- 2023 Update
In this latest 2023 update, we add a couple of new software to the list of best free slicing software for 3D printing. You already know that a slicing software is an essential element of the 3D printing process. Over the years we have seen a rise in the number of free slicing software for 3D printing. Some extend basic features in their free versions while some are completely free and provide complete access to their package. We will explore some of the best free slicing software for 3D printing in this article.
What is a Slicing Software?
A 3D printer cannot convert the 3D model directly into a print. It needs a geometric interpretation of the model and a slicing software does just that. A slicing software or simply a Slicer converts a 3D model into a set of geometric codes or a set of paths which the 3D printer understands and can trace to create the print.
A slicing software is a necessary mediator between the CAD file and the printer.
Best Free Slicing Software for 3D Printing
Cura is one of the most notable free slicing software for 3D printing developed by Ultimaker, a 3D printer manufacturer. Cura Software was developed as a slicer option to use with its Ultimaker range of 3D printers but being open-source it is customisable to include a wide variety of 3D printers. Over the years, the community has evolved boasts of one of the most active user community. The easy-to-use software is perfectly designed for both, new and experienced, users from all sectors. It regularly releases new intent profiles in CURA.
In case you wish to deep dive into this software then do check out our dedicated article on what is Cura software and who should use it?
This free slicing software is specifically designed to suit the MakerBot range of printers. As a result, you will get the highest possible quality from a MakerBot printer by using this slicer. Moreover, it is easy to use and its monitoring feature makes it the best free slicing software for 3D printing with the MakerBot printers.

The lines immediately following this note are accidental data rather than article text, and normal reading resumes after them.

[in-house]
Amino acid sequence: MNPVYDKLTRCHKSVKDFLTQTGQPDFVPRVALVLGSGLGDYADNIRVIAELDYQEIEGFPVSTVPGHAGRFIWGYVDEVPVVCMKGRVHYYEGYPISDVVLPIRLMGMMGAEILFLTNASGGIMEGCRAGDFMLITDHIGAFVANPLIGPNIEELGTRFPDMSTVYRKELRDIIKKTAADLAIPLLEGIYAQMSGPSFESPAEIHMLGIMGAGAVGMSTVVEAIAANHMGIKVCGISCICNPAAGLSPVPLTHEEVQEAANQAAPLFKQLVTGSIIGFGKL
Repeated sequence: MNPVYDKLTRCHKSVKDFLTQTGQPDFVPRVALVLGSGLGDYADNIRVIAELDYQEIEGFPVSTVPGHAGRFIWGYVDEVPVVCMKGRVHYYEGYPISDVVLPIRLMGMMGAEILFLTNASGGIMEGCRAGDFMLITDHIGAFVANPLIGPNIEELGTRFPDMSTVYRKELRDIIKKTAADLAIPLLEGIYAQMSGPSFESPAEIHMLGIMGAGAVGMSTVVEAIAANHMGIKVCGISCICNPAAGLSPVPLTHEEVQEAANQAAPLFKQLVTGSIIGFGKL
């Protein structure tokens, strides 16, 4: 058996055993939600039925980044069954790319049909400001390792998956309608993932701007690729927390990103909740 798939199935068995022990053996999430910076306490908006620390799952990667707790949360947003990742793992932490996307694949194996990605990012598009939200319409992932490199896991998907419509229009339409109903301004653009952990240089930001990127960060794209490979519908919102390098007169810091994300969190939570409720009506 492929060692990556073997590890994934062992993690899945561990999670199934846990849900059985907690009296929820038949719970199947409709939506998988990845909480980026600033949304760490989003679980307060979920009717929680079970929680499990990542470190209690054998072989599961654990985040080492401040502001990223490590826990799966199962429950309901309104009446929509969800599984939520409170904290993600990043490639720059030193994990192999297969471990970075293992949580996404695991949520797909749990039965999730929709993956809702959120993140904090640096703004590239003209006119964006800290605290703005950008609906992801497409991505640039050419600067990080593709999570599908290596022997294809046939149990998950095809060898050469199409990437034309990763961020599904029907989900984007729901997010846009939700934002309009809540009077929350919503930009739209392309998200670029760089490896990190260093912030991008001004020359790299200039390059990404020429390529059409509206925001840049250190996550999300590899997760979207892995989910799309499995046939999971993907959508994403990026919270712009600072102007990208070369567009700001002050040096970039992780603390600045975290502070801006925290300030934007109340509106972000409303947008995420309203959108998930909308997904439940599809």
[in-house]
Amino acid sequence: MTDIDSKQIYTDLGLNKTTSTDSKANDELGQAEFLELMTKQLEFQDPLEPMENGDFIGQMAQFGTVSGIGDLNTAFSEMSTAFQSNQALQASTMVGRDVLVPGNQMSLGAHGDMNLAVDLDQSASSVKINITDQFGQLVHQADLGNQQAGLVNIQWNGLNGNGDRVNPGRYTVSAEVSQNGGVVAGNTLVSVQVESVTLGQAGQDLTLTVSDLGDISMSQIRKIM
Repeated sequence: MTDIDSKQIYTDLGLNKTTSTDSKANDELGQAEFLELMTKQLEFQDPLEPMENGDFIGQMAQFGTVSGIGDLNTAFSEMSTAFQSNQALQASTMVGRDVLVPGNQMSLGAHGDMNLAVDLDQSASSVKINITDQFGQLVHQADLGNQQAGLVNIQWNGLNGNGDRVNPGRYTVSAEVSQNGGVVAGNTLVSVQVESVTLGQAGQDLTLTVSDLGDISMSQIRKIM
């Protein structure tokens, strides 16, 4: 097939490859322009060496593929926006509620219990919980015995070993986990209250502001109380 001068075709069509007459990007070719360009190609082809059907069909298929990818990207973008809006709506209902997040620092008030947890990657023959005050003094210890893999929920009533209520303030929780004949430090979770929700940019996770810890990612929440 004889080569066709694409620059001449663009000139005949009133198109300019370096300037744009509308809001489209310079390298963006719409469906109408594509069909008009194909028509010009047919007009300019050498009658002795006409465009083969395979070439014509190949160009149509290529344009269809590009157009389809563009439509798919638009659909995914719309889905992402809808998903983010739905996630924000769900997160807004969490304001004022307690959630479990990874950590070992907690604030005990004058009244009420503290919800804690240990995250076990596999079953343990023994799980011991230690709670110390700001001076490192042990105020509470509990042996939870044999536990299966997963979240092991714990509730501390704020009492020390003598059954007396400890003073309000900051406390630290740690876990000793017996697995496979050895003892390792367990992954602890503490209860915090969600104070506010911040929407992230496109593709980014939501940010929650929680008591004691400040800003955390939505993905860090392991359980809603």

Kiri:Moto is 100% open source and provided as service for free on grid.space. It runs entirely in browser with no cloud service dependencies. User data stays local/private to the operating browser. It’s been around for years and gets updates roughly every week.
Running entirely in-browser and thus always being up-to-date is one great feature. But what really sets Kiri apart is that it has multiple modes of use. It supports 3D printers, CNC tool path generation for 2.5 and 3 axis milling, as well as SVG output for laser cutters. Soon it will be getting another mode to support SLA printers.
Another unique aspect of being completely browser-based is that it’s natively integrated into both Onshape and Thingiverse. From a workflow perspective, it’s great to be able to do CAD modelling and from within a tab in the same app access slicing with direct-to-print or CNC mill spooling.
It has some interesting features like support for classroom settings where you want to provide default or locked profiles. If anyone gets stuck, reload the page and it reverts to your desired profile. And a few other hidden gems that the community is making use of.
PrusaSlicer is created and marketed by Prusa Research, a Czech manufacturer of 3D printers. It was based on Slic3r at first and was marketed as Slicer PE (Prusa Edition) as Prusa’s own slicer version. Prusa rebranded it again in 2021, this time as PrusaSlicer.
PrusaSlicer is a free and open-source slicer that is based on the well-known Slic3r. It was initially released as Slicer PE (Prusa Edition), but it was primarily aimed at Prusa printers. The new PrusaSlicer is compatible with all 3D printer brands and can be used by any user on a daily basis.